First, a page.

Scientists propose a flexible interface design for silicon-graphite dual-ion battery

Scientists propose a flexible interface design for silicon-graphite dual-ion battery
(a) Schematic illustration of the structural damage of silicon anode with a rigid interface design. (b) Fabrication process of silicon anode with fexible interface design on the soft nylon substrate with a Cu-Ni buffer layer. (c) The detailed structure of the fexible interface, and the shape change of the silicon anode during the alloying and de-alloying process. Credit: SIAT

Silicon is abundant in nature with high theoretical capacity (4200 mAh g-1), making it an ideal anode material for improving the energy density of dual-ion batteries (DIBs). However, its application in DIBs has been restricted by the large volume expansion problem (>300%).

Rigid contacts between and current collectors, commonly made with metal foils, lead to significant interfacial stress. As a consequence, interface cracking and even exfoliation of active materials occur resulting in suboptima cycling performance.

A research group led by Prof. Tang Yongbing and his (Dr. Jiang Chunlei, Xiang Lei, Miao Shijie etc.) from the Shenzhen Institutes of Advanced Technology (SIAT) of the Chinese Academy of Sciences, along with Prof. Zheng Zijian from the Hong Kong Polytechnic University, have proposed a flexible interface design to reduce alloying stress on silicon anodes in silicon-graphite DIBs.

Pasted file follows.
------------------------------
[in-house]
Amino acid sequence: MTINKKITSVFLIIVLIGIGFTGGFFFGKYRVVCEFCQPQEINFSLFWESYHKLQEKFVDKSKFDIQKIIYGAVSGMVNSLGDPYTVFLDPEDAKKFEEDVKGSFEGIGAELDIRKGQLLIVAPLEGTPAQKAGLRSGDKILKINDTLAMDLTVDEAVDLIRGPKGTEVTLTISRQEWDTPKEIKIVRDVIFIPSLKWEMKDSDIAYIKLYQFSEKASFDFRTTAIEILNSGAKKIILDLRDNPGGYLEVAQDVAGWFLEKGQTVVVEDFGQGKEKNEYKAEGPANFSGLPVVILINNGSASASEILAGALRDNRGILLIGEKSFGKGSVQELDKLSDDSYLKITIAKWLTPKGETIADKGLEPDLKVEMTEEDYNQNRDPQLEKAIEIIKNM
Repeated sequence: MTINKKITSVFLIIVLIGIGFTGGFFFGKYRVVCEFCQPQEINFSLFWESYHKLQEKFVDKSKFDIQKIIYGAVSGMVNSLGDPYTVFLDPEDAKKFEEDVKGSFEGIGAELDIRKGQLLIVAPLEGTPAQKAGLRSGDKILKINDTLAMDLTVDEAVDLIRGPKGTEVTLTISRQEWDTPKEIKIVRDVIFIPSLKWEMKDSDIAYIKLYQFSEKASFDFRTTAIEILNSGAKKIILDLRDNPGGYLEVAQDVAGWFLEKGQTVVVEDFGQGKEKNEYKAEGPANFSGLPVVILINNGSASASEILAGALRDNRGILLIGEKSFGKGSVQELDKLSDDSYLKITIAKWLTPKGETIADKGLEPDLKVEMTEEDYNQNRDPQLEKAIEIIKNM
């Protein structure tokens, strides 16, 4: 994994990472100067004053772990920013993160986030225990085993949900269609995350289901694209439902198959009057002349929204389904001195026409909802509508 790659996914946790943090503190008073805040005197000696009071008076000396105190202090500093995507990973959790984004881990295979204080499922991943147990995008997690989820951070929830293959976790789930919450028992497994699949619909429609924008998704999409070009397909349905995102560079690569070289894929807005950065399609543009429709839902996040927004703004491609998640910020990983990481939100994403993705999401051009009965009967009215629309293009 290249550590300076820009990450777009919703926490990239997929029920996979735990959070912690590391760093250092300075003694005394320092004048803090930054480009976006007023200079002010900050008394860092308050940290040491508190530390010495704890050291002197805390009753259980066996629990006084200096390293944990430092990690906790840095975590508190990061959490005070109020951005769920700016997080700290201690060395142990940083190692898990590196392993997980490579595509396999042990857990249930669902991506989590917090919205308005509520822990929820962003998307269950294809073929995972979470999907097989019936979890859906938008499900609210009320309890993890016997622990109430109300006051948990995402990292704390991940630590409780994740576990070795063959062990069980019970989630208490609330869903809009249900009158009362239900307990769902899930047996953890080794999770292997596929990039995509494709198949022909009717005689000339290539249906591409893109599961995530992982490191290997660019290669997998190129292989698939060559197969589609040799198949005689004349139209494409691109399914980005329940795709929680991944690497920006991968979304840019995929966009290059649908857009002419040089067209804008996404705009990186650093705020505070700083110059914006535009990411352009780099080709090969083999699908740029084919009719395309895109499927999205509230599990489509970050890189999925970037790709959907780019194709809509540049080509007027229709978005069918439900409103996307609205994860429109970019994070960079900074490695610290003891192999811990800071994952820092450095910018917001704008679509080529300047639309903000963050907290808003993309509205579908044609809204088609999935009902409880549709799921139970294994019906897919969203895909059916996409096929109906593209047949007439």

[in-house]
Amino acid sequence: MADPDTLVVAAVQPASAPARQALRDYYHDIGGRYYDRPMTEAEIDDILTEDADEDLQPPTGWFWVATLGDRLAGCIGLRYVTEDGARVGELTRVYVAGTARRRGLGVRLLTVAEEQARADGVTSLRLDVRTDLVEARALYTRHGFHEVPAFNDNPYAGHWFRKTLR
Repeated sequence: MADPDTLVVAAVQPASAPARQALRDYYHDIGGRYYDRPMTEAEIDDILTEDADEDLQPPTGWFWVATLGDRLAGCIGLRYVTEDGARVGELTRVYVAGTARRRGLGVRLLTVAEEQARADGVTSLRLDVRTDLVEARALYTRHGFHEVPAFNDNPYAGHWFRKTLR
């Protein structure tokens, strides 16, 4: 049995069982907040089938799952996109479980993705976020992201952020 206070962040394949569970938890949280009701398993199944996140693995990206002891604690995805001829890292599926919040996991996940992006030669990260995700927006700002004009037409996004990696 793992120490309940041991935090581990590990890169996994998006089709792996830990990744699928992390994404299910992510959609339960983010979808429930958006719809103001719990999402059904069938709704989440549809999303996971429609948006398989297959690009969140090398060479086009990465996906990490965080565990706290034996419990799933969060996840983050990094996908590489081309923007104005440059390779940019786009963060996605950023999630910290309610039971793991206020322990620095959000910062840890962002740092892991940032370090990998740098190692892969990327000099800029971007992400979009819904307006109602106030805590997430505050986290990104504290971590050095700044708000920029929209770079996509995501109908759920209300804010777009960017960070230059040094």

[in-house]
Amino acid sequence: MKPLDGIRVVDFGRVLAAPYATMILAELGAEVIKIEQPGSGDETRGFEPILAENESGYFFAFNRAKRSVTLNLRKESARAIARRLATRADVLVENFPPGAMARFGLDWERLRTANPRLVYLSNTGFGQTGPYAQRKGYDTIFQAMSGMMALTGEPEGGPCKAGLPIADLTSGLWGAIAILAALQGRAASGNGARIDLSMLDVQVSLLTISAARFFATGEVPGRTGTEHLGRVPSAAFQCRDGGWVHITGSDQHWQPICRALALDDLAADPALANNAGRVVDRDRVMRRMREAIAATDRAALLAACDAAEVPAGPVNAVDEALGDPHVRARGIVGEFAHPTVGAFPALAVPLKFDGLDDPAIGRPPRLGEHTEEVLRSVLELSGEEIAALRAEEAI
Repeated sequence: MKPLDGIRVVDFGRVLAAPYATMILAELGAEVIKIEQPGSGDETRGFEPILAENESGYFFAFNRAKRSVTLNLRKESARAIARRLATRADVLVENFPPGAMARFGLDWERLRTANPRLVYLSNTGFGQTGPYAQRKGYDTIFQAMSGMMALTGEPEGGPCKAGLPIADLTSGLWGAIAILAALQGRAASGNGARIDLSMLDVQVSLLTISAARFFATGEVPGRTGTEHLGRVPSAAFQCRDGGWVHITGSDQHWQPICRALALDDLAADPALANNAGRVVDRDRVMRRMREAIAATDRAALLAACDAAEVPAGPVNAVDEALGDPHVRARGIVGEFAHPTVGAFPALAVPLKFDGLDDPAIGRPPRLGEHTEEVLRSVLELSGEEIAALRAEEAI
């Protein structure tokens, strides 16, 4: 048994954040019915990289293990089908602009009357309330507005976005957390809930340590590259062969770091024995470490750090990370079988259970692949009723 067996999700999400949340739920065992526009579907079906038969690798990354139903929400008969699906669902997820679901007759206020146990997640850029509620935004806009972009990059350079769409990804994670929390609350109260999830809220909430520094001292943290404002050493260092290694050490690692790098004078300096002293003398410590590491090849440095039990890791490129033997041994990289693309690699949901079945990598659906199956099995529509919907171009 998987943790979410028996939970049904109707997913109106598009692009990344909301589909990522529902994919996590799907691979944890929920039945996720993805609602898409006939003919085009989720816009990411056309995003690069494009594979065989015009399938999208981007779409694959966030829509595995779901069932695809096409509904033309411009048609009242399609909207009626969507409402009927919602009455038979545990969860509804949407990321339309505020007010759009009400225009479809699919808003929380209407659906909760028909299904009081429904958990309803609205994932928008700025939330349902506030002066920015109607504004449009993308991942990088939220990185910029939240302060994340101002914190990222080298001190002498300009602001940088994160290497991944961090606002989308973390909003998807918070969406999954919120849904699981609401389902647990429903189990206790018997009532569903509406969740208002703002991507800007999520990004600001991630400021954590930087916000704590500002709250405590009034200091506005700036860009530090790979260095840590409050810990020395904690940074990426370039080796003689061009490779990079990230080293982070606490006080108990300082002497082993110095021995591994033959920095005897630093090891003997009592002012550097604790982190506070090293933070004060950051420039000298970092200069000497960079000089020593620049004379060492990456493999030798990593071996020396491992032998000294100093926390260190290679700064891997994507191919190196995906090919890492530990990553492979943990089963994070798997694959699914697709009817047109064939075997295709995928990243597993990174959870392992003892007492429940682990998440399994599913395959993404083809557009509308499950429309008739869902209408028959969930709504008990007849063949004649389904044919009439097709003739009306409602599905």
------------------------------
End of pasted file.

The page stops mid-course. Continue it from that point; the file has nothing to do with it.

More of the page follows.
This flexible interface design modulates stress distribution via the construction of a silicon on a soft nylon fabric modified with a conductive Cu-Ni transition layer, thus endowing the silicon electrode with remarkable flexibility and stability over 50,000 bends.

Assembly of the flexible silicon anode with an expanded graphite cathode yielded a silicon-graphite DIB (SGDIB) having record-breaking rate performance (up to 150 C) and cycling stability over 2000 cycles at 10 C with capacity retention of 97%.

Moreover, the SGDIB showed high capacity retention of about 84% after 1500 bends and a low self-discharging voltage loss of 0.0015% per bend after 10,000 bends, indicating strong potential for high-performance, flexible energy-storage applications.

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More information: Chunlei Jiang et al, Flexible Interface Design for Stress Regulation of a Silicon Anode toward Highly Stable Dualā€Ion Batteries, Advanced Materials (2020). DOI: 10.1002/adma.201908470
Journal information: Advanced Materials

Citation: Scientists propose a flexible interface design for silicon-graphite dual-ion battery (2020, March 10) retrieved 5 October 2022 from
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